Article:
I was renewing my driving license the other day, which necessitates a personal visit to the driving license centre to bring paperwork and get one’s photo done.

The chap that served me was a trainee, but he wasn’t a young chap, bright-eyed or bushy-tailed. He handed me back my old driving license, telling me I ‘could keep it for prosperity’. I mention his middle age because he must have heard that phrase, or something similar, a good number of times in his life. He wasn’t recycling it having heard it for the first time.

I let it go, after all, he meant ‘posterity’, didn’t he? I guess you could argue he meant prosperity, but maybe he either thought the phrase was prosperity or that it should be. One could claim that the old license could indeed influence my prosperity, but I’m not buying it, though I did buy the license, for a darn higher amount than I was expecting.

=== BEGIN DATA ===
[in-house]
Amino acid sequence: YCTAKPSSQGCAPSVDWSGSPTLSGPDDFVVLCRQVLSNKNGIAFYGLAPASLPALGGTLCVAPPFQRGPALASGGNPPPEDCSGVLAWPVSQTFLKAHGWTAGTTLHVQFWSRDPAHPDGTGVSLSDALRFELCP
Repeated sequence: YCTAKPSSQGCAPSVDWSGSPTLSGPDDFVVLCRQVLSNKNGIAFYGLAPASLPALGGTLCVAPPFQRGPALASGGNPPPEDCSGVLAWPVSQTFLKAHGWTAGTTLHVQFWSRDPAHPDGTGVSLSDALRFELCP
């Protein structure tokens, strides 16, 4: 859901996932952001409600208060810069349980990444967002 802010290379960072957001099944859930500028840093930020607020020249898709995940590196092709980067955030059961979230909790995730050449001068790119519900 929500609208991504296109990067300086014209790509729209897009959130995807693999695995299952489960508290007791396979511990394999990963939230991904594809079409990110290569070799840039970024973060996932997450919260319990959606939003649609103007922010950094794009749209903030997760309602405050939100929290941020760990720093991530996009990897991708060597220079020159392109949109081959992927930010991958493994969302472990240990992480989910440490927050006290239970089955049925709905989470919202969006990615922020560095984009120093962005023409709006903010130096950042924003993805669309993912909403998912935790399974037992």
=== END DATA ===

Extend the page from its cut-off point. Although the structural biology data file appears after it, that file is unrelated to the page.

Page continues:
This is a malapropism I think, if it was for the former reason, where you mistake a word for another word, sometimes with humorous consequences.

He then took the old license back again to make a copy, but forgetting to return it to me. When I reminded him that he said I could keep it, he apologised, took it out of the copier and said, ‘yes, sorry, I said you could keep this for prosperity.’

He must have meant it then…

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